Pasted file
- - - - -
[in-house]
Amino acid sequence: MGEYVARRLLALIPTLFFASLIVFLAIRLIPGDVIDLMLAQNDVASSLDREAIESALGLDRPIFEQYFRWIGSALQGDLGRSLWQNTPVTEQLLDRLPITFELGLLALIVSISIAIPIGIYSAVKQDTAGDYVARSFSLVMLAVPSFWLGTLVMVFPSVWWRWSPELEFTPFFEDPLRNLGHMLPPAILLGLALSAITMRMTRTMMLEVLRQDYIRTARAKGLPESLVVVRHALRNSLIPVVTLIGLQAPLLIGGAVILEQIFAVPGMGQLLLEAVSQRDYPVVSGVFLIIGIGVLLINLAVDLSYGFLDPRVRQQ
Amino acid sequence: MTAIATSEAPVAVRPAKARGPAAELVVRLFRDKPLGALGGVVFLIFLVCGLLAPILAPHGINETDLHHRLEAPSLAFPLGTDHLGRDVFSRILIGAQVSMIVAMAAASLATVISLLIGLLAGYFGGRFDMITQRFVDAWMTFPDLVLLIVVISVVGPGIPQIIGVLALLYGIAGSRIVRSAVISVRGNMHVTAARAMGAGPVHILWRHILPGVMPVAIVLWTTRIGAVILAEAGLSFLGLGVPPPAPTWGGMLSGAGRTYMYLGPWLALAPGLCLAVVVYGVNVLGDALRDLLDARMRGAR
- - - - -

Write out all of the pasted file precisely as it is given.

[in-house]
Amino acid sequence: MGEYVARRLLALIPTLFFASLIVFLAIRLIPGDVIDLMLAQNDVASSLDREAIESALGLDRPIFEQYFRWIGSALQGDLGRSLWQNTPVTEQLLDRLPITFELGLLALIVSISIAIPIGIYSAVKQDTAGDYVARSFSLVMLAVPSFWLGTLVMVFPSVWWRWSPELEFTPFFEDPLRNLGHMLPPAILLGLALSAITMRMTRTMMLEVLRQDYIRTARAKGLPESLVVVRHALRNSLIPVVTLIGLQAPLLIGGAVILEQIFAVPGMGQLLLEAVSQRDYPVVSGVFLIIGIGVLLINLAVDLSYGFLDPRVRQQ
Amino acid sequence: MTAIATSEAPVAVRPAKARGPAAELVVRLFRDKPLGALGGVVFLIFLVCGLLAPILAPHGINETDLHHRLEAPSLAFPLGTDHLGRDVFSRILIGAQVSMIVAMAAASLATVISLLIGLLAGYFGGRFDMITQRFVDAWMTFPDLVLLIVVISVVGPGIPQIIGVLALLYGIAGSRIVRSAVISVRGNMHVTAARAMGAGPVHILWRHILPGVMPVAIVLWTTRIGAVILAEAGLSFLGLGVPPPAPTWGGMLSGAGRTYMYLGPWLALAPGLCLAVVVYGVNVLGDALRDLLDARMRGAR